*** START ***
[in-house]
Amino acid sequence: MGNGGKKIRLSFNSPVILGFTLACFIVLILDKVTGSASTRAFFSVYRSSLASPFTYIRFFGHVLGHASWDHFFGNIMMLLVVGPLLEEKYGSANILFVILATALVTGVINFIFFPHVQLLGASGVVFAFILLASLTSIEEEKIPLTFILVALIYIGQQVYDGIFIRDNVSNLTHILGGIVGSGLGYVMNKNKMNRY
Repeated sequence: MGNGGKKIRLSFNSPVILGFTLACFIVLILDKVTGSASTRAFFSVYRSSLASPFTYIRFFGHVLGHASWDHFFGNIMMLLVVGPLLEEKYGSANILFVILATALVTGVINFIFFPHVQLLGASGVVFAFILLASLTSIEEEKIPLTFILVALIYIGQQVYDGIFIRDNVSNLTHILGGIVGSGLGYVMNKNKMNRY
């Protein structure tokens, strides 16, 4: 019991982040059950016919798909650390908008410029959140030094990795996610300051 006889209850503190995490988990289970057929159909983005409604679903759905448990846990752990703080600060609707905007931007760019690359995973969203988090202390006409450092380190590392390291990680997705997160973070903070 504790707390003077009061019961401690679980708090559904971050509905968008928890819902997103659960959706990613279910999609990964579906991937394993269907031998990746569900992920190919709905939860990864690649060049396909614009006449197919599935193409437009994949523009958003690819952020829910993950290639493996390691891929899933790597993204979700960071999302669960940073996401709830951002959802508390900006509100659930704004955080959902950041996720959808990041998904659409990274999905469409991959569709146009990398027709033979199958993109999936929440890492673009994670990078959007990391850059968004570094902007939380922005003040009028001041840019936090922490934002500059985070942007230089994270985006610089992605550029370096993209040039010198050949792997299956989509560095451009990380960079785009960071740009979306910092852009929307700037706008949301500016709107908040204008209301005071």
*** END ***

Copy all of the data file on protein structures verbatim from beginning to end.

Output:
[in-house]
Amino acid sequence: MGNGGKKIRLSFNSPVILGFTLACFIVLILDKVTGSASTRAFFSVYRSSLASPFTYIRFFGHVLGHASWDHFFGNIMMLLVVGPLLEEKYGSANILFVILATALVTGVINFIFFPHVQLLGASGVVFAFILLASLTSIEEEKIPLTFILVALIYIGQQVYDGIFIRDNVSNLTHILGGIVGSGLGYVMNKNKMNRY
Repeated sequence: MGNGGKKIRLSFNSPVILGFTLACFIVLILDKVTGSASTRAFFSVYRSSLASPFTYIRFFGHVLGHASWDHFFGNIMMLLVVGPLLEEKYGSANILFVILATALVTGVINFIFFPHVQLLGASGVVFAFILLASLTSIEEEKIPLTFILVALIYIGQQVYDGIFIRDNVSNLTHILGGIVGSGLGYVMNKNKMNRY
């Protein structure tokens, strides 16, 4: 019991982040059950016919798909650390908008410029959140030094990795996610300051 006889209850503190995490988990289970057929159909983005409604679903759905448990846990752990703080600060609707905007931007760019690359995973969203988090202390006409450092380190590392390291990680997705997160973070903070 504790707390003077009061019961401690679980708090559904971050509905968008928890819902997103659960959706990613279910999609990964579906991937394993269907031998990746569900992920190919709905939860990864690649060049396909614009006449197919599935193409437009994949523009958003690819952020829910993950290639493996390691891929899933790597993204979700960071999302669960940073996401709830951002959802508390900006509100659930704004955080959902950041996720959808990041998904659409990274999905469409991959569709146009990398027709033979199958993109999936929440890492673009994670990078959007990391850059968004570094902007939380922005003040009028001041840019936090922490934002500059985070942007230089994270985006610089992605550029370096993209040039010198050949792997299956989509560095451009990380960079785009960071740009979306910092852009929307700037706008949301500016709107908040204008209301005071």